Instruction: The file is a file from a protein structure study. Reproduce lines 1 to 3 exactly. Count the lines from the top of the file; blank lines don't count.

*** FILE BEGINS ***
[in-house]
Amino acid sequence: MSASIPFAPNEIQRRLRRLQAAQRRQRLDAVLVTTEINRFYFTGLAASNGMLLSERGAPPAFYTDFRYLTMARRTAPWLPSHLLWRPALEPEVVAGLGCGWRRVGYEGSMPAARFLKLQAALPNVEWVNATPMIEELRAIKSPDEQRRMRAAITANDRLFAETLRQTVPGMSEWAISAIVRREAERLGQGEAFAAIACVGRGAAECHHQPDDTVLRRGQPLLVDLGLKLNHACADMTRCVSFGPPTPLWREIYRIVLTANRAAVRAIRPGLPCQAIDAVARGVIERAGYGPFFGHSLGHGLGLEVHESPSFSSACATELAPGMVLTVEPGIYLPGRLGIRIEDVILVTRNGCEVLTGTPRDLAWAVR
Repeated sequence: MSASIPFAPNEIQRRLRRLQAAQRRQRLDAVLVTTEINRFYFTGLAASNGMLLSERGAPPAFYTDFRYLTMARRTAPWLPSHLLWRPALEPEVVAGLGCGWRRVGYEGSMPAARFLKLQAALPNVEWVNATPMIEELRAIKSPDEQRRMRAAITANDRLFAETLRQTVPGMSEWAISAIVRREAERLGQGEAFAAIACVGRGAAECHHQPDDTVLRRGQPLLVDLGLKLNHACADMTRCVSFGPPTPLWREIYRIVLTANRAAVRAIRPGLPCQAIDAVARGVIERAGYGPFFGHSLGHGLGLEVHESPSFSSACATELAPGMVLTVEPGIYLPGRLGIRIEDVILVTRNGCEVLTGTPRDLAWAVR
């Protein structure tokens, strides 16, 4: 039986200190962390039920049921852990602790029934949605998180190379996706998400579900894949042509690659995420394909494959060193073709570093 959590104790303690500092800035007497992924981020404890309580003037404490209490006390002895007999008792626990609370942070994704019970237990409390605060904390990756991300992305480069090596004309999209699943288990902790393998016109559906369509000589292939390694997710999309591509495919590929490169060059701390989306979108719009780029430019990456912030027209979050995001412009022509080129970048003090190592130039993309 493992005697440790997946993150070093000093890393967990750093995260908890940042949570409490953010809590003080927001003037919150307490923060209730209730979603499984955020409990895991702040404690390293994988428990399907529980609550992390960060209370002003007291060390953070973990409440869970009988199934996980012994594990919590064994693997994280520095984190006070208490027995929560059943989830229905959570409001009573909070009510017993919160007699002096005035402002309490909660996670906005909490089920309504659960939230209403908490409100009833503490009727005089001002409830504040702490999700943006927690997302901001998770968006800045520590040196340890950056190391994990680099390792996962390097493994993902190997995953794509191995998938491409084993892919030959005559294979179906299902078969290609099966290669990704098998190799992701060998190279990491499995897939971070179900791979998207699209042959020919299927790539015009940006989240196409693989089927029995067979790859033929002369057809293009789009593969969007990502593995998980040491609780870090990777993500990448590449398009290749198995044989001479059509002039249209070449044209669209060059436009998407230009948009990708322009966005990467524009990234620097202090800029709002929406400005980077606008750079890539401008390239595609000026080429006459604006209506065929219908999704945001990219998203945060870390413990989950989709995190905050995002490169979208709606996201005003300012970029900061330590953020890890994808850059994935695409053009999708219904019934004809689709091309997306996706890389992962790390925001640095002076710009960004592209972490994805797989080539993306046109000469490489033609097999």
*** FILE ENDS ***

[in-house]
Amino acid sequence: MSASIPFAPNEIQRRLRRLQAAQRRQRLDAVLVTTEINRFYFTGLAASNGMLLSERGAPPAFYTDFRYLTMARRTAPWLPSHLLWRPALEPEVVAGLGCGWRRVGYEGSMPAARFLKLQAALPNVEWVNATPMIEELRAIKSPDEQRRMRAAITANDRLFAETLRQTVPGMSEWAISAIVRREAERLGQGEAFAAIACVGRGAAECHHQPDDTVLRRGQPLLVDLGLKLNHACADMTRCVSFGPPTPLWREIYRIVLTANRAAVRAIRPGLPCQAIDAVARGVIERAGYGPFFGHSLGHGLGLEVHESPSFSSACATELAPGMVLTVEPGIYLPGRLGIRIEDVILVTRNGCEVLTGTPRDLAWAVR
Repeated sequence: MSASIPFAPNEIQRRLRRLQAAQRRQRLDAVLVTTEINRFYFTGLAASNGMLLSERGAPPAFYTDFRYLTMARRTAPWLPSHLLWRPALEPEVVAGLGCGWRRVGYEGSMPAARFLKLQAALPNVEWVNATPMIEELRAIKSPDEQRRMRAAITANDRLFAETLRQTVPGMSEWAISAIVRREAERLGQGEAFAAIACVGRGAAECHHQPDDTVLRRGQPLLVDLGLKLNHACADMTRCVSFGPPTPLWREIYRIVLTANRAAVRAIRPGLPCQAIDAVARGVIERAGYGPFFGHSLGHGLGLEVHESPSFSSACATELAPGMVLTVEPGIYLPGRLGIRIEDVILVTRNGCEVLTGTPRDLAWAVR